Wednesday, 7 February 2018
Arts (Dignity at Work) (Amendment) Bill 2018: First Stage
That leave be granted to introduce a Bill entitled an Act to enable the Arts Council to ensure that funding is contingent on compliance with employment law and for that purpose to amend the Arts Act 2003; and to provide for related matters.
I wish to share time equally with Deputy Tóibín.
We need to create a safe culture and environment for those working in the arts sector. In November last, the then Minister for Culture, Heritage and the Gaeltacht, who had responsibility for the arts, Deputy Humphreys, announced a series of measures that the Minister and her Department believed would do just that. These consisted of a series of workshops on governance for board members and senior staff. I do not know what world the Fine Gael Ministers live in but those who exploit workers are not swayed by workshops and PowerPoint presentations. We need a coercive element to change a culture of exploitation and harassment. That is why we want to tie the allocation of funds to the arts sector to that sector's compliance with the law. I fail to see how anyone can object to a Bill that requires a sector to simply comply with the law.
This Bill will also make all arts funding over €100,000 subject to the oversight of the Office of the Comptroller and Auditor General and the Committee of Public Accounts. Last year, the Arts Council issued over €86 million in funds to arts bodies. Obviously, the Oireachtas needs to know exactly what that money is spent on.
We are not proposing that the Oireachtas would dictate what projects the Arts Council would fund - that is entirely a matter for the Arts Council - but we have a responsibility to ensure there is transparency and good governance and that the Office of the Comptroller and Auditor General and the Committee of Public Accounts can scrutinise how public money is spent.
Finally, far too often now in the public sector, because of money being allocated through grants and because of outsourcing, there are significant amounts of money which are outside the purview of both the Comptroller and Auditor General's office and the Committee of Public Accounts. Moreover, Accounting Officers, as in Secretaries General, are not accountable for the spend of that money to those bodies to the extent that they should be. This Bill deals with one sector, which is the arts sector.
We are asking the Government to support the Bill.
In the past few months, a number of women have stood up and identified sexual harassment and bullying at the highest reaches of the cultural institutions. It takes great strength and confidence to do that because in Ireland, normally, when one speaks out, it means career suicide. These women have done a massive service to people everywhere and we applaud them.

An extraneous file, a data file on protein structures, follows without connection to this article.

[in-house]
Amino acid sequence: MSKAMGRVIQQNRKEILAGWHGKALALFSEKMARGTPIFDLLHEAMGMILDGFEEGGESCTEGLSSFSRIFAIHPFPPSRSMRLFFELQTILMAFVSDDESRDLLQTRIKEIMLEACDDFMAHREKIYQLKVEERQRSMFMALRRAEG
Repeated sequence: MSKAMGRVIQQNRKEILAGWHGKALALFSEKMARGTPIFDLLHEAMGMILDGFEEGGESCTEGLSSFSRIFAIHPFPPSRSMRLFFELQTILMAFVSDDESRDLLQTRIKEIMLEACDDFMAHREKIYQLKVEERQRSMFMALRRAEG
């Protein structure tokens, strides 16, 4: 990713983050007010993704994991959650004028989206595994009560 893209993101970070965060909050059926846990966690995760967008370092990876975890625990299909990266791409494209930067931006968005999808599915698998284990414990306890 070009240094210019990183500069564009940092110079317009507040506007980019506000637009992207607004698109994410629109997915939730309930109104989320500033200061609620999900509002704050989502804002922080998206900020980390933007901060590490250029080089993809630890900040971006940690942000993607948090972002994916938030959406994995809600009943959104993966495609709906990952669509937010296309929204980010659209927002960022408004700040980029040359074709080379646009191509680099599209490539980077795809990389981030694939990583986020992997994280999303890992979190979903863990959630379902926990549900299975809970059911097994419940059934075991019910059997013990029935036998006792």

It is amazing that it took them to go to the national newspapers to achieve justice and to protect them from harassment and bullying. It shows that there is a clear problem that the laws and the regulations in this country are not working.
On each occasion, the relevant Ministers have hidden behind employment law, highlighting it and stating there are regulatory bodies, such as the Workplace Relations Commission, to deal with this problem. That argument misses the point. The arts sector does not operate the same as other employment sectors. It is hammered with precarious working conditions and these precarious working conditions are accentuating the power differentials between management and employees which, in my view, is leading in certain cases to a septic culture of abuse.
Irish Equity recently released a survey of the theatre sector. It found that 60% of those surveyed stated that they were bullied and 75% of those people stated they did not report it as they feared it would jeopardise their employment. These are shocking figures. They are all the more shocking given that the Government is one of the main investors and funders of that sector. The Government has even more of a responsibility to ensure that the funding is being spent properly and fairly and is creating a workplace that is free from bullying etc.
I understand that Ms Karan O'Loughlin of Irish Equity met the Arts Council in 2016 with some of these details. She put it to the Arts Council that it needed to be part of the solution to these problems. I understand, from what Ms O'Loughlin has said, that the Arts Council stated at that stage that it was none of its business and it did not have a role in this regard.
It is the responsibility of the Government to ensure that wherever people work in any sector is a harassment and bullying-free zone. That is really important. All this legislation seeks to do is to tie the investment the State makes in these theatre groups etc. to fulfilling their responsibility to workers and for workers' rights. It is as simple as that.
I urge the Government to support it.